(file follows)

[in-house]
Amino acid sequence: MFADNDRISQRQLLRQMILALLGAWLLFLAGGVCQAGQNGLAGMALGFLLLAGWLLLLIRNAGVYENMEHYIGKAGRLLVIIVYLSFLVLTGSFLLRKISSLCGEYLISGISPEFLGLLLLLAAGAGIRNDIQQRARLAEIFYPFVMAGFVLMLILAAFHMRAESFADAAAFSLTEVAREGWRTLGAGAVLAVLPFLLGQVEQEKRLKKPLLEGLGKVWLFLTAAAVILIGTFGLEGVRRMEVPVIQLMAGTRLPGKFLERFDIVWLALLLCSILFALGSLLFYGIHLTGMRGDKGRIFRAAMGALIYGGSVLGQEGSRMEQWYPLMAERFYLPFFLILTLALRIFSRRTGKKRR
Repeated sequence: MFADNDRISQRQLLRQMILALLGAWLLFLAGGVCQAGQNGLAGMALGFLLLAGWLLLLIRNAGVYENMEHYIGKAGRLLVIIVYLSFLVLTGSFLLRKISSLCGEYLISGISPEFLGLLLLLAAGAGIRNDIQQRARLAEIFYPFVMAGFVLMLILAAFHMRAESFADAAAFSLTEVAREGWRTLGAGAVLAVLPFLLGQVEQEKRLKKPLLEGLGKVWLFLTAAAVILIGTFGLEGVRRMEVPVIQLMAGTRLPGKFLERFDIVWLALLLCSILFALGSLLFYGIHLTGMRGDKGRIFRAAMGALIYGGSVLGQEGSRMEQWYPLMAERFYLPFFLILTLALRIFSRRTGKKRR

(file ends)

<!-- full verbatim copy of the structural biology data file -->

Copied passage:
[in-house]
Amino acid sequence: MFADNDRISQRQLLRQMILALLGAWLLFLAGGVCQAGQNGLAGMALGFLLLAGWLLLLIRNAGVYENMEHYIGKAGRLLVIIVYLSFLVLTGSFLLRKISSLCGEYLISGISPEFLGLLLLLAAGAGIRNDIQQRARLAEIFYPFVMAGFVLMLILAAFHMRAESFADAAAFSLTEVAREGWRTLGAGAVLAVLPFLLGQVEQEKRLKKPLLEGLGKVWLFLTAAAVILIGTFGLEGVRRMEVPVIQLMAGTRLPGKFLERFDIVWLALLLCSILFALGSLLFYGIHLTGMRGDKGRIFRAAMGALIYGGSVLGQEGSRMEQWYPLMAERFYLPFFLILTLALRIFSRRTGKKRR
Repeated sequence: MFADNDRISQRQLLRQMILALLGAWLLFLAGGVCQAGQNGLAGMALGFLLLAGWLLLLIRNAGVYENMEHYIGKAGRLLVIIVYLSFLVLTGSFLLRKISSLCGEYLISGISPEFLGLLLLLAAGAGIRNDIQQRARLAEIFYPFVMAGFVLMLILAAFHMRAESFADAAAFSLTEVAREGWRTLGAGAVLAVLPFLLGQVEQEKRLKKPLLEGLGKVWLFLTAAAVILIGTFGLEGVRRMEVPVIQLMAGTRLPGKFLERFDIVWLALLLCSILFALGSLLFYGIHLTGMRGDKGRIFRAAMGALIYGGSVLGQEGSRMEQWYPLMAERFYLPFFLILTLALRIFSRRTGKKRR